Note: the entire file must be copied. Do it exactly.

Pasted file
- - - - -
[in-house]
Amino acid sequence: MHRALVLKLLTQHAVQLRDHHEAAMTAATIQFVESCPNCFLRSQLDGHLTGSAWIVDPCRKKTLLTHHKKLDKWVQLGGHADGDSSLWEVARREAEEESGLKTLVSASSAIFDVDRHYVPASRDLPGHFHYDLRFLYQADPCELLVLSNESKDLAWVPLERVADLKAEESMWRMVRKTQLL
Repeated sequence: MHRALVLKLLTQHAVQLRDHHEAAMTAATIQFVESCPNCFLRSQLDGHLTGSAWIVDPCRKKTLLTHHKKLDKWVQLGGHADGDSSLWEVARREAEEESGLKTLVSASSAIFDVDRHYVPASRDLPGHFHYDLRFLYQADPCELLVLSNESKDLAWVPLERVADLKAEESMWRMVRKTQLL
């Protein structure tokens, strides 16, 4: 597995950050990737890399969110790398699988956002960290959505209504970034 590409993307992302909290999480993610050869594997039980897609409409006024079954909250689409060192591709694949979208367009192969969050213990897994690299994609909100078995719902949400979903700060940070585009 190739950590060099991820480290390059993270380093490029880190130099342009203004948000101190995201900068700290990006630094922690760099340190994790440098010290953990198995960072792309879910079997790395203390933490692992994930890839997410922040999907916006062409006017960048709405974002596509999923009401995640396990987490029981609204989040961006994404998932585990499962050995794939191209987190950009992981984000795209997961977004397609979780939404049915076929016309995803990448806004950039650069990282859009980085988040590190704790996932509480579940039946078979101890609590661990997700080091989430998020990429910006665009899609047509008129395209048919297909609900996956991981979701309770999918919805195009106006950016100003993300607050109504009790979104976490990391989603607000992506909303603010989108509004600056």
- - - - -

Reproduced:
[in-house]
Amino acid sequence: MHRALVLKLLTQHAVQLRDHHEAAMTAATIQFVESCPNCFLRSQLDGHLTGSAWIVDPCRKKTLLTHHKKLDKWVQLGGHADGDSSLWEVARREAEEESGLKTLVSASSAIFDVDRHYVPASRDLPGHFHYDLRFLYQADPCELLVLSNESKDLAWVPLERVADLKAEESMWRMVRKTQLL
Repeated sequence: MHRALVLKLLTQHAVQLRDHHEAAMTAATIQFVESCPNCFLRSQLDGHLTGSAWIVDPCRKKTLLTHHKKLDKWVQLGGHADGDSSLWEVARREAEEESGLKTLVSASSAIFDVDRHYVPASRDLPGHFHYDLRFLYQADPCELLVLSNESKDLAWVPLERVADLKAEESMWRMVRKTQLL
């Protein structure tokens, strides 16, 4: 597995950050990737890399969110790398699988956002960290959505209504970034 590409993307992302909290999480993610050869594997039980897609409409006024079954909250689409060192591709694949979208367009192969969050213990897994690299994609909100078995719902949400979903700060940070585009 190739950590060099991820480290390059993270380093490029880190130099342009203004948000101190995201900068700290990006630094922690760099340190994790440098010290953990198995960072792309879910079997790395203390933490692992994930890839997410922040999907916006062409006017960048709405974002596509999923009401995640396990987490029981609204989040961006994404998932585990499962050995794939191209987190950009992981984000795209997961977004397609979780939404049915076929016309995803990448806004950039650069990282859009980085988040590190704790996932509480579940039946078979101890609590661990997700080091989430998020990429910006665009899609047509008129395209048919297909609900996956991981979701309770999918919805195009106006950016100003993300607050109504009790979104976490990391989603607000992506909303603010989108509004600056």